31 May 2023
After crude oil, the import of yet another key Russian resource is set to flood the Indian market in the years ahead: coking coal. The reasons remain the same—lower prices, quicker deliveries, and supply diversification.
Russia’s supply of coking coal—the prime raw material in steelmaking—may more than double in FY24, led by state-owned Steel Authority of India Ltd and private steelmakers such as JSW Steel Ltd and Jindal Steel and Power Ltd (JSPL), two officials aware of the matter said. India’s coking coal imports stood at 54 million tonnes (mt) in FY23, and these imports will account for a fifth of it this year, they said on condition of anonymity. Imports of Russian coking coal in FY23 stood at a mere 4 mt.
About 90% of India’s coking coal requirement of 60 mt is currently imported, of which Australia alone contributes more than 70%. India has been looking to diversify its imports of steelmaking coal and identified a few markets. Russia has now emerged as a preferred source due to its pricing and ability to deliver it quickly, one of the two officials cited above said.
“Diversification of sources of import is always good as it prevents choking of supplies on account of various environmental disturbances and the emergence of sudden geo-political events. However, it is for the companies to decide on new import markets based on their assessment of quality and the price matrix," steel secretary Nagendra Nath Sinha said in an interview.
India’s steel and energy ministries signed a memorandum of understanding with Russia in October 2021 to develop coking coal sources, procure the raw material and collaborate on mining and steel manufacturing technologies. JSW and JSPL began procuring Russian coking coal in 2022, and SAIL has begun making test purchases. All three have plans to increase procurement from FY24, said one of the two officials quoted above.
“SAIL imports around 17 mt of metallurgical coal on an annual basis from different sources. To enhance the vendor base and reduce dependence on existing sources, SAIL had been looking to add new geographies such as Russia for procurement of coking coal," the company said in an emailed response to a query.
“During FY23, about 300,000 tonnes of coking coal was procured from Russia as a trial. As the coal was found suitable, a process for entering into an agreement with the Russian supplier has been initiated, and the quantity may go up during the current fiscal year," the company added.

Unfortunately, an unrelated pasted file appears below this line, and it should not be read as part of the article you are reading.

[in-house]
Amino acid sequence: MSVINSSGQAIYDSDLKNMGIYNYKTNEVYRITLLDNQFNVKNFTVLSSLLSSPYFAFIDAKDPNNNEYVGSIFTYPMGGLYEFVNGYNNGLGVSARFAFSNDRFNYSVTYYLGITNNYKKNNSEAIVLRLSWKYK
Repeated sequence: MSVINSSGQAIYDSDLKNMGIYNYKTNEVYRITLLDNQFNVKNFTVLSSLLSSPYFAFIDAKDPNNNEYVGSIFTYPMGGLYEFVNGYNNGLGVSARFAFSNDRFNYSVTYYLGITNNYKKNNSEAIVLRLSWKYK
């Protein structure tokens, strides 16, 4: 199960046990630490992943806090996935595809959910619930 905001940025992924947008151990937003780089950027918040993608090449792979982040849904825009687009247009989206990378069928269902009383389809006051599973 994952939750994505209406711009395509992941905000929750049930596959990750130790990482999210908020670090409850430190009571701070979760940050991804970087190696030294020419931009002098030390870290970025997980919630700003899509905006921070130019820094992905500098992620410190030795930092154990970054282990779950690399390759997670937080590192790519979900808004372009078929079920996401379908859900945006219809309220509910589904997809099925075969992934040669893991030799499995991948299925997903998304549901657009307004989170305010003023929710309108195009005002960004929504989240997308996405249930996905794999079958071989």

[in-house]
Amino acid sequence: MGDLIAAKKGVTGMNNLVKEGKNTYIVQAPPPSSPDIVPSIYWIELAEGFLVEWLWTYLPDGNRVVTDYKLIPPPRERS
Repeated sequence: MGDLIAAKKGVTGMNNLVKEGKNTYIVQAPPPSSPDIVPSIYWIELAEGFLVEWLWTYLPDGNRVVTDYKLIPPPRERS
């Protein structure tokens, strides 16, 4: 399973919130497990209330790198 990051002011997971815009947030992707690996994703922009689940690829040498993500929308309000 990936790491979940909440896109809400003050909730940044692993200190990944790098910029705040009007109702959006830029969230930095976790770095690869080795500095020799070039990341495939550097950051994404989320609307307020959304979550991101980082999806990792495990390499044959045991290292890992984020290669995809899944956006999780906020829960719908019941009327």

Queries sent to spokespeople for JSW and JSPL remained unanswered. But executives at these companies said on condition of anonymity that Russia has been supplying coking coal for their domestic steel operations, and this arrangement would continue.
Russia is also providing technical help to Indian steel companies in making special steel that comes under the production-linked incentive (PLI) scheme for the sector. Memorandums of cooperation in technological collaboration to produce special steels, which is valid up to 2025, have been signed by SAIL, JSPL ,and JSW Steel with Russia’s TsNIIchermet I.P. Bardin.
For India, securing coal supplies to meet the needs of its growing power and steel sectors is critical as the two segments form critical elements of the strategic infrastructure space. India’s overall coal imports (coking and thermal coal) increased by 30% to 162.46 mt in FY23, according to a recent report by Mjunction, a business-to-business services provider. The import of coking coal in FY23 rose 5.44% to 54.46 mt from 51.65 mt in FY22, it said. The imports were largely from Australia. Small amounts were also imported from South Africa, Canada, and the US.
Imports of coking coal are expected to rise further as steel production is to increase further by over 10% from a level of about 122 mt in FY23.
While the government is pushing steel companies to diversify markets for imports of coking coal, it is also working on a strategy to reduce its dependence on overseas markets. A coking coal mission is planned in this regard.
Steps are also being taken to auction more coking coal blocks. Already, eight discontinued coking coal blocks are on the auction list, which will generate about 2 mt per annum each. Coal washeries are being upgraded to increase capacity, and nine new washeries are being set up. The government is targeting a production of about 140 mt of raw coking coal by 2030. Also, coal gasification and the subsequent use of syn gas in blast furnaces are also being examined.